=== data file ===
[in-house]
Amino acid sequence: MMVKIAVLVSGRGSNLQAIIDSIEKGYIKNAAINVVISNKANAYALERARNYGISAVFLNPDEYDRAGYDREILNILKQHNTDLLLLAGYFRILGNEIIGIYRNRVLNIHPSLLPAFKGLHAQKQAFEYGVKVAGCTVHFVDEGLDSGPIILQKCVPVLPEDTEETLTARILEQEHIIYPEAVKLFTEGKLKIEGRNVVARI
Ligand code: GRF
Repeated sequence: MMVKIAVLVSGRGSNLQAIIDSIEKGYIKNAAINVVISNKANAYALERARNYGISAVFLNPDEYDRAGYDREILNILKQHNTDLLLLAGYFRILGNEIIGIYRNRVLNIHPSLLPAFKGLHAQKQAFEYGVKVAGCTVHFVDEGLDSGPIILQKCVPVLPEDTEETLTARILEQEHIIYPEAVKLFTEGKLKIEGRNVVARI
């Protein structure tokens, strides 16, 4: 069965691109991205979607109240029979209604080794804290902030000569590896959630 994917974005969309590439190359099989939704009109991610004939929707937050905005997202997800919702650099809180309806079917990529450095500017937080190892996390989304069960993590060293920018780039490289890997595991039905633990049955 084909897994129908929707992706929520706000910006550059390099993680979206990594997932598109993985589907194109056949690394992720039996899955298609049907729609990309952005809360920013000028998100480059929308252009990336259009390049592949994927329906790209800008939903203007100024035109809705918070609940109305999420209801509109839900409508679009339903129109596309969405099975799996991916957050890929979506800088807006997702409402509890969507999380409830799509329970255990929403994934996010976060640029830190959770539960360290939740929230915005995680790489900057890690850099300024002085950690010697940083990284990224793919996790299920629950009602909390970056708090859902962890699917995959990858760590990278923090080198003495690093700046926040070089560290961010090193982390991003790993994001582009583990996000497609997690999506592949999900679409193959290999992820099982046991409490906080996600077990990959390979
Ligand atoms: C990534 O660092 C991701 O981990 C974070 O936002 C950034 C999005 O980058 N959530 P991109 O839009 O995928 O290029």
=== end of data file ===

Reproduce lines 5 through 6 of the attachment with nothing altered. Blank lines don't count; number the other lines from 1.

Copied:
């Protein structure tokens, strides 16, 4: 069965691109991205979607109240029979209604080794804290902030000569590896959630 994917974005969309590439190359099989939704009109991610004939929707937050905005997202997800919702650099809180309806079917990529450095500017937080190892996390989304069960993590060293920018780039490289890997595991039905633990049955 084909897994129908929707992706929520706000910006550059390099993680979206990594997932598109993985589907194109056949690394992720039996899955298609049907729609990309952005809360920013000028998100480059929308252009990336259009390049592949994927329906790209800008939903203007100024035109809705918070609940109305999420209801509109839900409508679009339903129109596309969405099975799996991916957050890929979506800088807006997702409402509890969507999380409830799509329970255990929403994934996010976060640029830190959770539960360290939740929230915005995680790489900057890690850099300024002085950690010697940083990284990224793919996790299920629950009602909390970056708090859902962890699917995959990858760590990278923090080198003495690093700046926040070089560290961010090193982390991003790993994001582009583990996000497609997690999506592949999900679409193959290999992820099982046991409490906080996600077990990959390979
Ligand atoms: C990534 O660092 C991701 O981990 C974070 O936002 C950034 C999005 O980058 N959530 P991109 O839009 O995928 O290029």